The New York State Department of Labor and State Division of Human Rights have issued final guidance for the state’s employer policies for workplace harassment that require every employer in the New York State to adopt a sexual harassment prevention policy.
As part of the state’s budget bill, which was signed into law in April, several amendments to the New York Human Rights Law (NYHRL) were approved. One of the most significant changes was mandating that New York employers with four or more employees adopt sexual harassment policies and provide mandatory sexual harassment training to all employees and supervisory personnel. Those changes when into effect in October.
The sexual harassment policies and training by employers must be consistent with a model policy and model training prepared jointly by the Commissioner of Labor and the New York State Human Rights Division.
The final guidance includes materials that employers should reference when complying with the state policies, including model complaint forms, model training guides, and frequently asked questions. Employers that do not adopt the model policy provided by the state must ensure that the policy that they do adopt meets or exceeds the following minimum standards:
- Prohibit sexual harassment consistent with the guidance documents issued by the state DOL and provide examples of prohibited conduct
- Clearly state that sexual harassment is a form of employee misconduct, as is supervisory or managerial personnel knowingly allowing such behavior to continue;
- Clearly state that sanctions will be imposed against individuals who engage in sexual harassment or supervisors who knowingly permit such harassment
- Clearly state that retaliation against individuals who complain about, or who cooperate in an investigation or proceeding regarding, sexual harassment is prohibited and unlawful
- Include a procedure for the timely and confidential investigation of complaints that ensures due process for all parties
- Include a complaint form
- Include information about any applicable federal or state statutes concerning sexual harassment and any remedies those statutes provide
- Inform employees of their rights of redress and all available forums for adjudicating sexual harassment complaints
The final guidance states that all employees in the state of New York must receive sexual harassment training by October 9, 2019. New hires must be trained “as soon as possible.” The minimum requirements for training on sexual harassment prevention must include an explanation of sexual harassment consistent with the guidance documents issued by the state DOL and provide examples of prohibited conduct. The training must also include:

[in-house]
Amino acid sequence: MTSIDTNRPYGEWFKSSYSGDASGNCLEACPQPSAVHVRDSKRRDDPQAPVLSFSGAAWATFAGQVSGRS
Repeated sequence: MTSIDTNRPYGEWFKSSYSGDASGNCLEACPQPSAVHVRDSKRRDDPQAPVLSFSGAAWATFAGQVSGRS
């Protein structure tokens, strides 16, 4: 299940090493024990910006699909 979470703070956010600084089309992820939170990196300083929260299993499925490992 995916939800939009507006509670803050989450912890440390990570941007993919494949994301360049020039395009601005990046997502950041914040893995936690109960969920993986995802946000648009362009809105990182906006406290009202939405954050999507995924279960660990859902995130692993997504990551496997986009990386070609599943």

- Information about any applicable federal or state statutes concerning sexual harassment and any remedies those statutes provide
- Informing employees of their rights of redress and all available forums for adjudicating sexual harassment complaints
- Information addressing conduct by supervisors and any additional responsibilities for supervisors.
Employers must provide each employee with a copy of its sexual harassment policy in writing. Employers should provide employees with the policy in the language spoken by their employees.
New York State’s actions on sexual harassment are consistent with a growing mood in the country to aggressively address sexual harassment, sparked by the #MeToo and #TimesUp movements. The state joins California, Connecticut, Delaware and Maine as the only states that require employers to conduct sexual harassment training.
On the federal level, the EEOC also has made sexual harassment a focus of its enforcement activities.
Failing to comply with state and federal regulations on sexual harassment could pose financial risk and negative PR for employers. Organizations with operations in the states of New York, California, Connecticut, Delaware and Maine should review their internal processes to ensure they are complying with all sexual harassment regulations.
Employers in other states that do not require sexual harassment training should review their practices in this area and consider developing sexual harassment policies and to provide training, even if not required. Such training can help prevent workplace harassment and be part of a defense against lawsuits.
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